Claudette Colbert's best performances on video | EW.com

video

Claudette Colbert's best performances on video

Introductions to ''Cleopatra,'' ''It Happened One Night,'' ''The Palm Beach Story,'' and more

Claudette Colbert’s best performances on video

Of all the great screen actresses of the ’30s and ’40s, Claudette Colbert, who died at her home in Barbados on July 30 at the age of 90, came closest to living a life as carefree as the frothy comedies that made her name.

The petite Colbert, who was born in Paris as Claudette Lily Cauchoin but grew up in New York City, appeared as light as a souffle. But while she is best known for showing Clark Gable how to hitchhike in 1934’s It Happened One Night — the first film to sweep all five major Oscars — she was nominated for Oscars twice for dramatic roles, in 1935’s Private Worlds and 1944’s Since You Went Away.

Twice married, Colbert essentially retired after the early ’50s and in the ’60s moved to the 200-year-old Caribbean plantation where, by all accounts, she lived in happy privacy. She returned to work after 26 years for the 1987 teleflick The Two Mrs. Grenvilles. ”I looked upon acting as a job,” she once said. ”And now, frankly, I regret it. I think of all the things I could have done.” It’s to our benefit, then, that she stuck with it. For whenever one of her classic films plays at whatever time of day, it’s always midnight and champagne corks are popping everywhere.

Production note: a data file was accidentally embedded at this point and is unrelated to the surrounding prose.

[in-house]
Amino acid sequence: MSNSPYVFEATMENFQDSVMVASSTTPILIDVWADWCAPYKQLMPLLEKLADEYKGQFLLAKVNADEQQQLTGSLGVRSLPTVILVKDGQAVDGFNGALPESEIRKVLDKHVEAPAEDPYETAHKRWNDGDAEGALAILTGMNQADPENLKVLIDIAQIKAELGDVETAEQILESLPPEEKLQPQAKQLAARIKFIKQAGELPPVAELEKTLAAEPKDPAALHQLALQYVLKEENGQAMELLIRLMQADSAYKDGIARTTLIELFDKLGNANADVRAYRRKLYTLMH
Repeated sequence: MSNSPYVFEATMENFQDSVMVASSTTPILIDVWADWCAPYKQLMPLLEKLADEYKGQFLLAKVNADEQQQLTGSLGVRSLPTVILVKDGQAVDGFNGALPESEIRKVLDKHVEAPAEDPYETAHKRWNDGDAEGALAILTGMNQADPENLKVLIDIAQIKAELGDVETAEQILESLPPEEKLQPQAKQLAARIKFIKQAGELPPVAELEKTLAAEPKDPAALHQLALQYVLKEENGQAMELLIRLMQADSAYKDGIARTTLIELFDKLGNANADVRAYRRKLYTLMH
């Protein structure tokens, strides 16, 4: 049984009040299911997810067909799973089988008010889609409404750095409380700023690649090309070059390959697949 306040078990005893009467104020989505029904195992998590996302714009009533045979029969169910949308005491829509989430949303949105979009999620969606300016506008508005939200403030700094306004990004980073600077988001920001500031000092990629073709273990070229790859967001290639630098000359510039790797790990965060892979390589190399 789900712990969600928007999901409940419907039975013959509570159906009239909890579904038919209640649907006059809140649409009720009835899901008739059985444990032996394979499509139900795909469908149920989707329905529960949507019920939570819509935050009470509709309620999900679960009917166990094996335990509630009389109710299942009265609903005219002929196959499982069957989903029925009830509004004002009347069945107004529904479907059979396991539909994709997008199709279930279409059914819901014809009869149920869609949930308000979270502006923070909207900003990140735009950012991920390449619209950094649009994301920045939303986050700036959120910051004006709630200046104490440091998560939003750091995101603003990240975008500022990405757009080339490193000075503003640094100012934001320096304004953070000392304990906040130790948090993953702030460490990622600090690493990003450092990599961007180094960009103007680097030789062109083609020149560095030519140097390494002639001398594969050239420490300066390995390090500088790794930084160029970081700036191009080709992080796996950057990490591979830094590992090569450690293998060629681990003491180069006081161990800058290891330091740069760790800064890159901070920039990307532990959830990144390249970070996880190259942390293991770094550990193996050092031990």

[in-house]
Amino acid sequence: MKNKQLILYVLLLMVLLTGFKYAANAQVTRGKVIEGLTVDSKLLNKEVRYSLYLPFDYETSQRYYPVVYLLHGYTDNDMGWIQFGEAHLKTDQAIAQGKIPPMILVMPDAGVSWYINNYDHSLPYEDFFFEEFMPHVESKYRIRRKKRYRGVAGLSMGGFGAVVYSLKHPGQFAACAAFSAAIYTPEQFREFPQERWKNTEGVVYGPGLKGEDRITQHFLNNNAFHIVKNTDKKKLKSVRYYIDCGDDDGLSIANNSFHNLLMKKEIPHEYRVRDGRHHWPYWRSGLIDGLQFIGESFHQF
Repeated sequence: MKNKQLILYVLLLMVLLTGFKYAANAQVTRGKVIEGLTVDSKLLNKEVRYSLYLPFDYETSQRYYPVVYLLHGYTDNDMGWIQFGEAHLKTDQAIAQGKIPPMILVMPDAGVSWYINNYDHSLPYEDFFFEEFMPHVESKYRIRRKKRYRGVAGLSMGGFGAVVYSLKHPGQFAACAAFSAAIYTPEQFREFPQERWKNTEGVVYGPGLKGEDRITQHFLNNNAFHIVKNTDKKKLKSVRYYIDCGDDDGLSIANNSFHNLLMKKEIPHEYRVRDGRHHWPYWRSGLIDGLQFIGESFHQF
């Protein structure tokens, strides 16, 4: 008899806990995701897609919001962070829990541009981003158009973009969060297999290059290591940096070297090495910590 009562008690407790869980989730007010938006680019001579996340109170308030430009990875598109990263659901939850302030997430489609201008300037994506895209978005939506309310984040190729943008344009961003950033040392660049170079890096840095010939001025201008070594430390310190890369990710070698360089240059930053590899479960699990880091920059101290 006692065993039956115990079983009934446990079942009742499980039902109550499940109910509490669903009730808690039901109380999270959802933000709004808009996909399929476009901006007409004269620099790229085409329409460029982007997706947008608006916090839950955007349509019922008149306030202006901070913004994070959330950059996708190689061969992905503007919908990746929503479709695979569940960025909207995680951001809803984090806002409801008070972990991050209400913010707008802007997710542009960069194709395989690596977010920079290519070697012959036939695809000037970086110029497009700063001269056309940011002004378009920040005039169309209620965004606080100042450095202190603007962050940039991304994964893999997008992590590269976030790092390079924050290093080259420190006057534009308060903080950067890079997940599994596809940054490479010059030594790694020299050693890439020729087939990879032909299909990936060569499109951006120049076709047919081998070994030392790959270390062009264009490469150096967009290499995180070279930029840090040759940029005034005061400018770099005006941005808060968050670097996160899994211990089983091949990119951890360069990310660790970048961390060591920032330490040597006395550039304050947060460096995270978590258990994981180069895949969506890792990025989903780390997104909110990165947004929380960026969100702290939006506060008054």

Here are her best performances on video:

Cleopatra (1934, MCA/Universal) Long before Liz Taylor, Colbert steamed up the screen as the queen of the Nile in Cecil B. DeMille’s enjoyably overstuffed sand opera. B

It Happened One Night (1934, Columbia TriStar) A dizzy heiress wins a reporter (Gable) in this early screwball comedy. The role Colbert reluctantly took won her an Oscar. A

Midnight (1939, MCA/Universal) Colbert and Don Ameche masquerade and make woo in a classic farce cowritten by Billy Wilder. B+

The Palm Beach Story (1942, MCA/Universal) In this demented comedy, she flees her wacky inventor husband (Joel McCrea), is pursued by a bumbling millionaire (Rudy Vallee) — and let’s not even mention the Wienie King. A-

Since You Went Away (1944, FoxVideo) She has some of her finest dramatic moments as the wife holding home and family together while her husband is away fighting WWII. B